1. If disclosure is required or permitted to a health oversight agency for oversight activities authorized by law. Example: When compelled by U.S. Secretary of Health and Human Services to investigate or assess my compliance with HIPAA regulations.
  2. If disclosure is required by a search warrant lawfully issued to a governmental law enforcement agenc
  1. For specific government functions. BSP may disclose PHI in the interests of national security.
  1. If disclosure is otherwise specifically required by law.

C. Certain Uses and Disclosures Require You to Have the Opportunity to Object. 

  1. Disclosures to family, friends, or others. BSP may provide your PHI to a family member, friend, or other individual who you indicate is involved in your child’s care or responsible for the payment for your child’s health care, unless you object in whole or in part.  Retroactive consent may be obtained in emergency situations.

D. Other Uses and Disclosures Require Your Prior Written Authorization. In any other situation not described in Sections IIIA, IIIB, and IIIC above, BSP will request your written authorization before using or disclosing any of your PHI. Even if you have signed an authorization to disclose your PHI, you may later revoke that authorization, in writing, to stop any future uses and disclosures (assuming that BSP has not taken any action subsequent to the original authorization) of your PHI by BSP.


These are your rights with respect to your PHI:

A. The Right to See and Get Copies of Your PHI. In general, you have the right to see your child’s PHI that is in our possession, or to get copies of it; however, you must request it in writing. We will provide the PHI five days after receiving the written request. Under certain circumstances, BSP may deny your request, but if BSP does, BSP will indicate in writing, the reasons for the denial.  BSP will also explain your right to have our denial reviewed.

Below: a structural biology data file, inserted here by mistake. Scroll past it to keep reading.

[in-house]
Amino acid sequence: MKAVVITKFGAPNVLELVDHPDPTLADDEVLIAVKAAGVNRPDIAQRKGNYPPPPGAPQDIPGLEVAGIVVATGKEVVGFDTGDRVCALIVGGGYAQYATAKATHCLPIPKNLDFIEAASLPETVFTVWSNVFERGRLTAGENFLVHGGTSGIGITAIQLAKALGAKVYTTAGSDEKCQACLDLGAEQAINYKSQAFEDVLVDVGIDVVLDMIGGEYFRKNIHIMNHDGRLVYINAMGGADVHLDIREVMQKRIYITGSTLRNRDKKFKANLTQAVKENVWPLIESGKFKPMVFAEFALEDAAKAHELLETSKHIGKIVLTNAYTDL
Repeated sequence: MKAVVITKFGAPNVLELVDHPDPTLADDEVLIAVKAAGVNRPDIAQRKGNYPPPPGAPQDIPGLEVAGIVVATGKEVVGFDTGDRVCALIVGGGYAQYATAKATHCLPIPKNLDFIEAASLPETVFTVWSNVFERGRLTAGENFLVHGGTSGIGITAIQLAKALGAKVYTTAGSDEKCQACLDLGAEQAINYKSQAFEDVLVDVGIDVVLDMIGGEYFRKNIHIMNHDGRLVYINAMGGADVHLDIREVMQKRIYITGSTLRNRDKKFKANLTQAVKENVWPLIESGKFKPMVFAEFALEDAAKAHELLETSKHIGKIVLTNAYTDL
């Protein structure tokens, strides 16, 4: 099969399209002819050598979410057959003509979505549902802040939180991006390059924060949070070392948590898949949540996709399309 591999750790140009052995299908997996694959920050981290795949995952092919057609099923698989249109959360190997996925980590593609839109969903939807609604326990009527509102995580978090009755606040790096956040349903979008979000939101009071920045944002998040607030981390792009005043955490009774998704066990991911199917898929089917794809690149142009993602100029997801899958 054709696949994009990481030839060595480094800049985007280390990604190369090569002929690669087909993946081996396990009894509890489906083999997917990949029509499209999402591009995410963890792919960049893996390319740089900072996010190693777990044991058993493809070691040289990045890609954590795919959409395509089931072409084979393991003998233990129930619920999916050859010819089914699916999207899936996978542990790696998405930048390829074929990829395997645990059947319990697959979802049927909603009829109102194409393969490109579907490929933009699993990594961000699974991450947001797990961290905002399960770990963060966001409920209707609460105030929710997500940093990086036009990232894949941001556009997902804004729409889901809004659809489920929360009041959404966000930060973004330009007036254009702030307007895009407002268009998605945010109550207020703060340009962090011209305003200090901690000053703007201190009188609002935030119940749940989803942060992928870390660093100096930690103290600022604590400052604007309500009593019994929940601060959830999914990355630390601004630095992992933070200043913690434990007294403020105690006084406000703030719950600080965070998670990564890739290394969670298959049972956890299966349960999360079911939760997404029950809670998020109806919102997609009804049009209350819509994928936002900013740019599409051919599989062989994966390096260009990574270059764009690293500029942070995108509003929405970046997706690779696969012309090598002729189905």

If you ask for copies of your PHI, BSP will charge you not more than $0.10 per page (after first 25 pages). BSP may see fit to provide you with a summary or explanation of the PHI, but only if you agree to it, as well as to the cost, in advance.

B. The Right to Request Limits on Uses and Disclosures of Your PHI. You have the right to ask that BSP limit how we use and disclose your child’s PHI. While BSP will consider your request, BSP is not legally bound to agree. If BSP does agree to your request, BSP will put those limits in writing and abide by them except in emergency situations. You do not have the right to limit the uses and disclosures that BSP is legally required or permitted to make.

C. The Right to Get a List of the Disclosures BSP Has Made. You are entitled to a list of disclosures of your child’s PHI that BSP has made. The list will not include uses or disclosures to which you have already consented, i.e., those for treatment, payment, or health care operations, sent directly to you, or to your family; neither will the list include disclosures made for national security purposes, to corrections or law enforcement personnel, or disclosures made before April 15, 2003. After April 15, 2003, disclosure records will be held for six years.